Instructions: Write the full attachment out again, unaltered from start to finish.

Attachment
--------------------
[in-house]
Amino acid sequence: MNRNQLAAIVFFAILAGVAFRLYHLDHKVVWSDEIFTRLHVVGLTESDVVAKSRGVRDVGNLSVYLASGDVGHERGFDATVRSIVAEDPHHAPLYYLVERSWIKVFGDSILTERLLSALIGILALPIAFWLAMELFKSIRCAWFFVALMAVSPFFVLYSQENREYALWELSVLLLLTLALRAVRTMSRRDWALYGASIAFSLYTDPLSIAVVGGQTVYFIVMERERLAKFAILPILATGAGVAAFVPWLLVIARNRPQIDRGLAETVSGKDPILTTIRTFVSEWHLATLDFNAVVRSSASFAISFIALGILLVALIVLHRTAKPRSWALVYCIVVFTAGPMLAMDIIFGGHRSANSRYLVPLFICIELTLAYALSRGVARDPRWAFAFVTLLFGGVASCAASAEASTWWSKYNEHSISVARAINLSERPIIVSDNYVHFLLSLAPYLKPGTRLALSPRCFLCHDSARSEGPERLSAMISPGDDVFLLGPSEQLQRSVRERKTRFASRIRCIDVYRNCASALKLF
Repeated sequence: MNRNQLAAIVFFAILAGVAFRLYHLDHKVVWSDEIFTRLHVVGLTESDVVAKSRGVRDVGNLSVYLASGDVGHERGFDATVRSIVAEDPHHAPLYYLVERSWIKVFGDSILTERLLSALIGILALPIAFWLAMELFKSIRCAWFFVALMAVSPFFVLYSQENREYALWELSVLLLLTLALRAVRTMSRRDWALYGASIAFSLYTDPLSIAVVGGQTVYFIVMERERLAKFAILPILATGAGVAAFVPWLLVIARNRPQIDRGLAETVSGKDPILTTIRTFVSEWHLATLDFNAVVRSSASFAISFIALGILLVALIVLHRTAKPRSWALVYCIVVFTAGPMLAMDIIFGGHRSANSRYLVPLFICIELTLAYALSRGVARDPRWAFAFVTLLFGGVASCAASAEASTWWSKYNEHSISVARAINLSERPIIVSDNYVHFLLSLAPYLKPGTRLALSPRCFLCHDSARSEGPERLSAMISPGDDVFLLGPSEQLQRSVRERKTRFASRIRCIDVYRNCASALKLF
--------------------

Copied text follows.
[in-house]
Amino acid sequence: MNRNQLAAIVFFAILAGVAFRLYHLDHKVVWSDEIFTRLHVVGLTESDVVAKSRGVRDVGNLSVYLASGDVGHERGFDATVRSIVAEDPHHAPLYYLVERSWIKVFGDSILTERLLSALIGILALPIAFWLAMELFKSIRCAWFFVALMAVSPFFVLYSQENREYALWELSVLLLLTLALRAVRTMSRRDWALYGASIAFSLYTDPLSIAVVGGQTVYFIVMERERLAKFAILPILATGAGVAAFVPWLLVIARNRPQIDRGLAETVSGKDPILTTIRTFVSEWHLATLDFNAVVRSSASFAISFIALGILLVALIVLHRTAKPRSWALVYCIVVFTAGPMLAMDIIFGGHRSANSRYLVPLFICIELTLAYALSRGVARDPRWAFAFVTLLFGGVASCAASAEASTWWSKYNEHSISVARAINLSERPIIVSDNYVHFLLSLAPYLKPGTRLALSPRCFLCHDSARSEGPERLSAMISPGDDVFLLGPSEQLQRSVRERKTRFASRIRCIDVYRNCASALKLF
Repeated sequence: MNRNQLAAIVFFAILAGVAFRLYHLDHKVVWSDEIFTRLHVVGLTESDVVAKSRGVRDVGNLSVYLASGDVGHERGFDATVRSIVAEDPHHAPLYYLVERSWIKVFGDSILTERLLSALIGILALPIAFWLAMELFKSIRCAWFFVALMAVSPFFVLYSQENREYALWELSVLLLLTLALRAVRTMSRRDWALYGASIAFSLYTDPLSIAVVGGQTVYFIVMERERLAKFAILPILATGAGVAAFVPWLLVIARNRPQIDRGLAETVSGKDPILTTIRTFVSEWHLATLDFNAVVRSSASFAISFIALGILLVALIVLHRTAKPRSWALVYCIVVFTAGPMLAMDIIFGGHRSANSRYLVPLFICIELTLAYALSRGVARDPRWAFAFVTLLFGGVASCAASAEASTWWSKYNEHSISVARAINLSERPIIVSDNYVHFLLSLAPYLKPGTRLALSPRCFLCHDSARSEGPERLSAMISPGDDVFLLGPSEQLQRSVRERKTRFASRIRCIDVYRNCASALKLF